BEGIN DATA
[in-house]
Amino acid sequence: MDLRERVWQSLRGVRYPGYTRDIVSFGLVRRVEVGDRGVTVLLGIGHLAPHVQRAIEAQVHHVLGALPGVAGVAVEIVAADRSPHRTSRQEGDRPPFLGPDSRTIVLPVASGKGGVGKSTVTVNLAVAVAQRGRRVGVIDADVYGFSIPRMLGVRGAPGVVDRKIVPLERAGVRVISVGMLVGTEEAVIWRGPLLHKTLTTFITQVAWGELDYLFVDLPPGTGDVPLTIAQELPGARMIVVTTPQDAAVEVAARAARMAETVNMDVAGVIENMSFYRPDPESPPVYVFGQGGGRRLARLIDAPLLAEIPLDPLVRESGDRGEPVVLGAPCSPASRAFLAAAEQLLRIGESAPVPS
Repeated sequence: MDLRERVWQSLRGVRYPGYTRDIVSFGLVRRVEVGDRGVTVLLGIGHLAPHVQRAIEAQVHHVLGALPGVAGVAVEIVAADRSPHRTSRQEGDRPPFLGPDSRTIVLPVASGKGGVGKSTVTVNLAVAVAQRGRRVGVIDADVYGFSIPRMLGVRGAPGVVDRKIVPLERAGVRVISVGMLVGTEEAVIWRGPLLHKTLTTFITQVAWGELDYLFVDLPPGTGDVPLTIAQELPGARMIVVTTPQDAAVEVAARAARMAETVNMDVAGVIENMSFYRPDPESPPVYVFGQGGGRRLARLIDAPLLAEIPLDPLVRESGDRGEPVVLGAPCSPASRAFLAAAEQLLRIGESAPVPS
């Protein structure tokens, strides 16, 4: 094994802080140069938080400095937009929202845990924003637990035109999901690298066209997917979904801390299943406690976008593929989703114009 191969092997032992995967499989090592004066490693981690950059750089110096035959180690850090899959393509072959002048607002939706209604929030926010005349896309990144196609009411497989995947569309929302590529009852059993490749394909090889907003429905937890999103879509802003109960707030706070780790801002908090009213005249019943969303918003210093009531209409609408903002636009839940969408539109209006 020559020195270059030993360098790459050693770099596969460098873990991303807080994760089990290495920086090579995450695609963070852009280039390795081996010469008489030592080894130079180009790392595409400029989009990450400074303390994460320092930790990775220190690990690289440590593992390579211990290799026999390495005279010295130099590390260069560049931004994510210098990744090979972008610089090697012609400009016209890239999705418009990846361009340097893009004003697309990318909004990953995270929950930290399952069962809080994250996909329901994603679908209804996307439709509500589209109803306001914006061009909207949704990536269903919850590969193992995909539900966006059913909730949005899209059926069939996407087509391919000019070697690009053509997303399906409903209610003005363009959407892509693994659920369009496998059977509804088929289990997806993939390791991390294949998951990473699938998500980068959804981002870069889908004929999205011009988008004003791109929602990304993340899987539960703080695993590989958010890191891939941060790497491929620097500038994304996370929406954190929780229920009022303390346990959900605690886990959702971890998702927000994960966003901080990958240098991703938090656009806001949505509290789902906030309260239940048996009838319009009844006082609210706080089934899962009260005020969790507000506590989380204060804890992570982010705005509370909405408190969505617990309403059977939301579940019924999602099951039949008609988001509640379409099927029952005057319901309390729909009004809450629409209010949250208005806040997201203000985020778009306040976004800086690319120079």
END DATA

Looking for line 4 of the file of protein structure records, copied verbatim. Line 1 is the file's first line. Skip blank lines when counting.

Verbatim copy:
């Protein structure tokens, strides 16, 4: 094994802080140069938080400095937009929202845990924003637990035109999901690298066209997917979904801390299943406690976008593929989703114009 191969092997032992995967499989090592004066490693981690950059750089110096035959180690850090899959393509072959002048607002939706209604929030926010005349896309990144196609009411497989995947569309929302590529009852059993490749394909090889907003429905937890999103879509802003109960707030706070780790801002908090009213005249019943969303918003210093009531209409609408903002636009839940969408539109209006 020559020195270059030993360098790459050693770099596969460098873990991303807080994760089990290495920086090579995450695609963070852009280039390795081996010469008489030592080894130079180009790392595409400029989009990450400074303390994460320092930790990775220190690990690289440590593992390579211990290799026999390495005279010295130099590390260069560049931004994510210098990744090979972008610089090697012609400009016209890239999705418009990846361009340097893009004003697309990318909004990953995270929950930290399952069962809080994250996909329901994603679908209804996307439709509500589209109803306001914006061009909207949704990536269903919850590969193992995909539900966006059913909730949005899209059926069939996407087509391919000019070697690009053509997303399906409903209610003005363009959407892509693994659920369009496998059977509804088929289990997806993939390791991390294949998951990473699938998500980068959804981002870069889908004929999205011009988008004003791109929602990304993340899987539960703080695993590989958010890191891939941060790497491929620097500038994304996370929406954190929780229920009022303390346990959900605690886990959702971890998702927000994960966003901080990958240098991703938090656009806001949505509290789902906030309260239940048996009838319009009844006082609210706080089934899962009260005020969790507000506590989380204060804890992570982010705005509370909405408190969505617990309403059977939301579940019924999602099951039949008609988001509640379409099927029952005057319901309390729909009004809450629409209010949250208005806040997201203000985020778009306040976004800086690319120079």